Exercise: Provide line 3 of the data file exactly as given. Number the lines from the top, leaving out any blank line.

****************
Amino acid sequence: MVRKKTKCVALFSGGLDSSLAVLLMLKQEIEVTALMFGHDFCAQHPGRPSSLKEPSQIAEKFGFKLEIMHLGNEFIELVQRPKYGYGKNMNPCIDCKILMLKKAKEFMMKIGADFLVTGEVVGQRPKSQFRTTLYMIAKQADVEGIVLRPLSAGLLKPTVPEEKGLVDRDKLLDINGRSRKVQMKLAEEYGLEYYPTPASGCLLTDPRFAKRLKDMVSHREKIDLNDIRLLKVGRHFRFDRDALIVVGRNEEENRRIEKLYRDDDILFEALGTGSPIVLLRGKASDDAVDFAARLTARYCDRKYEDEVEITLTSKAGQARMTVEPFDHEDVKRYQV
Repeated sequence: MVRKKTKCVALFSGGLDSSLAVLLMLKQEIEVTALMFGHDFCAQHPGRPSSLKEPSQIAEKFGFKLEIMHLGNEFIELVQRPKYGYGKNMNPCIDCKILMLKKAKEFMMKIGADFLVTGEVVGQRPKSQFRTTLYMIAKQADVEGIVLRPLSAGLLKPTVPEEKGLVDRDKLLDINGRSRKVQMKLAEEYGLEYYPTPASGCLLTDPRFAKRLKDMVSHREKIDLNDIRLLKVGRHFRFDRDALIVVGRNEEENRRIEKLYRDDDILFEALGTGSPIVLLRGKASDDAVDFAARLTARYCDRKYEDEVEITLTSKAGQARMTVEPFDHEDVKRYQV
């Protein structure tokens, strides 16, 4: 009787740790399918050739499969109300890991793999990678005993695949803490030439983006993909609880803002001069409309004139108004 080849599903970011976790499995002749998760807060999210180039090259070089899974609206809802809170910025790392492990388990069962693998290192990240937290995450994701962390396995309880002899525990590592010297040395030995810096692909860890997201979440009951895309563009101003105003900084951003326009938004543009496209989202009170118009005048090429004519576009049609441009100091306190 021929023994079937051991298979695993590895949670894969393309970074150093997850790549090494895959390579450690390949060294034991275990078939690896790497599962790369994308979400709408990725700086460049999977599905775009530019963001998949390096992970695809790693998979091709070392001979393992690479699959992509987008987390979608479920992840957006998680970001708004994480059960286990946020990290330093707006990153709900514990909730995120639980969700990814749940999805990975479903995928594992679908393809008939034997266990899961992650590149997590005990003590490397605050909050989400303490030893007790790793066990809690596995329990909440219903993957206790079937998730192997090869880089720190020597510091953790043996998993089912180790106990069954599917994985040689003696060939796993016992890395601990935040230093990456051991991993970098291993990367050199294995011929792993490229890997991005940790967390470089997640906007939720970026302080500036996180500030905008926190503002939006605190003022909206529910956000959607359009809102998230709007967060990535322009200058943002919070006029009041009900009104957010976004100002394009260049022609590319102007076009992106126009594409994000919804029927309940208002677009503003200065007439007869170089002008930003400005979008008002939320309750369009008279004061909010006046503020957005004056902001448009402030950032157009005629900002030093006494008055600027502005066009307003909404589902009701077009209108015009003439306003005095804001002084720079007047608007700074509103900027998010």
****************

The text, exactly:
């Protein structure tokens, strides 16, 4: 009787740790399918050739499969109300890991793999990678005993695949803490030439983006993909609880803002001069409309004139108004 080849599903970011976790499995002749998760807060999210180039090259070089899974609206809802809170910025790392492990388990069962693998290192990240937290995450994701962390396995309880002899525990590592010297040395030995810096692909860890997201979440009951895309563009101003105003900084951003326009938004543009496209989202009170118009005048090429004519576009049609441009100091306190 021929023994079937051991298979695993590895949670894969393309970074150093997850790549090494895959390579450690390949060294034991275990078939690896790497599962790369994308979400709408990725700086460049999977599905775009530019963001998949390096992970695809790693998979091709070392001979393992690479699959992509987008987390979608479920992840957006998680970001708004994480059960286990946020990290330093707006990153709900514990909730995120639980969700990814749940999805990975479903995928594992679908393809008939034997266990899961992650590149997590005990003590490397605050909050989400303490030893007790790793066990809690596995329990909440219903993957206790079937998730192997090869880089720190020597510091953790043996998993089912180790106990069954599917994985040689003696060939796993016992890395601990935040230093990456051991991993970098291993990367050199294995011929792993490229890997991005940790967390470089997640906007939720970026302080500036996180500030905008926190503002939006605190003022909206529910956000959607359009809102998230709007967060990535322009200058943002919070006029009041009900009104957010976004100002394009260049022609590319102007076009992106126009594409994000919804029927309940208002677009503003200065007439007869170089002008930003400005979008008002939320309750369009008279004061909010006046503020957005004056902001448009402030950032157009005629900002030093006494008055600027502005066009307003909404589902009701077009209108015009003439306003005095804001002084720079007047608007700074509103900027998010």